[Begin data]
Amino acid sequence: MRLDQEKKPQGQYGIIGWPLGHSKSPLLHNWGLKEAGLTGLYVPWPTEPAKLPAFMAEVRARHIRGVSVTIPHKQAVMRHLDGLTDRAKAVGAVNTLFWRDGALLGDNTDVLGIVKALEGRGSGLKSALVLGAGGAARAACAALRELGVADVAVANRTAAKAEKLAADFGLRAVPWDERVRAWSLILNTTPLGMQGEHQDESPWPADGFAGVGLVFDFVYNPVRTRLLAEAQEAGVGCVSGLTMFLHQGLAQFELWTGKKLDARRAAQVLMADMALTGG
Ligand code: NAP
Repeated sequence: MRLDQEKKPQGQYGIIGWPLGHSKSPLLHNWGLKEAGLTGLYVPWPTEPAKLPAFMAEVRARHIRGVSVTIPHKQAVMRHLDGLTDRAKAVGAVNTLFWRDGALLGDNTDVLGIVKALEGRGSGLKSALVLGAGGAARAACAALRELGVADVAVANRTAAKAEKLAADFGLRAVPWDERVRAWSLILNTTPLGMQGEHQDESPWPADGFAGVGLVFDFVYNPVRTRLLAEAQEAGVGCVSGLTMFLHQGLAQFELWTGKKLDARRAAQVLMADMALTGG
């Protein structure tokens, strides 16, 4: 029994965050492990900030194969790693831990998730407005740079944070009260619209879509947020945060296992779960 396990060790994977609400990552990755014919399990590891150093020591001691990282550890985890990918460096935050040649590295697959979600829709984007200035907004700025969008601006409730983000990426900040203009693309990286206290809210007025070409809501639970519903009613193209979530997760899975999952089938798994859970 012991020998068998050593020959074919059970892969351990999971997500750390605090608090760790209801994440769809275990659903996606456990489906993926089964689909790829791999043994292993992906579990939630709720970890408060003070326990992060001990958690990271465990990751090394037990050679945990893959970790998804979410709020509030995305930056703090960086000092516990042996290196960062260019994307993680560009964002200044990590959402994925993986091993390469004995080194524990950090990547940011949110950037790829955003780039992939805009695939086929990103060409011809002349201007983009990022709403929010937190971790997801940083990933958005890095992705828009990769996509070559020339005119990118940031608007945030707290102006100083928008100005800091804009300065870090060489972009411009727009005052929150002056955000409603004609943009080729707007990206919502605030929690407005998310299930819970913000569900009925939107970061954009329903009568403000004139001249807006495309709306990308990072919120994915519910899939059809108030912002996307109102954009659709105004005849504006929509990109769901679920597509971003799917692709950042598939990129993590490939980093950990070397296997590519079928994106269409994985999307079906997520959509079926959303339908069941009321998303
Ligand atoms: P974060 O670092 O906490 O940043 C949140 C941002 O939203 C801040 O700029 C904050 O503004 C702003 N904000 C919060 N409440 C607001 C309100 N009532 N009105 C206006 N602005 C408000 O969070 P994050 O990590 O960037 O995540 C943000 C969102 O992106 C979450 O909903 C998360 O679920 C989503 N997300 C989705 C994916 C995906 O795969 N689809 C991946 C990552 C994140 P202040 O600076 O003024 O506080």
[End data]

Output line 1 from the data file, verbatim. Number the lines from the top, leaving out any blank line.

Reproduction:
Amino acid sequence: MRLDQEKKPQGQYGIIGWPLGHSKSPLLHNWGLKEAGLTGLYVPWPTEPAKLPAFMAEVRARHIRGVSVTIPHKQAVMRHLDGLTDRAKAVGAVNTLFWRDGALLGDNTDVLGIVKALEGRGSGLKSALVLGAGGAARAACAALRELGVADVAVANRTAAKAEKLAADFGLRAVPWDERVRAWSLILNTTPLGMQGEHQDESPWPADGFAGVGLVFDFVYNPVRTRLLAEAQEAGVGCVSGLTMFLHQGLAQFELWTGKKLDARRAAQVLMADMALTGG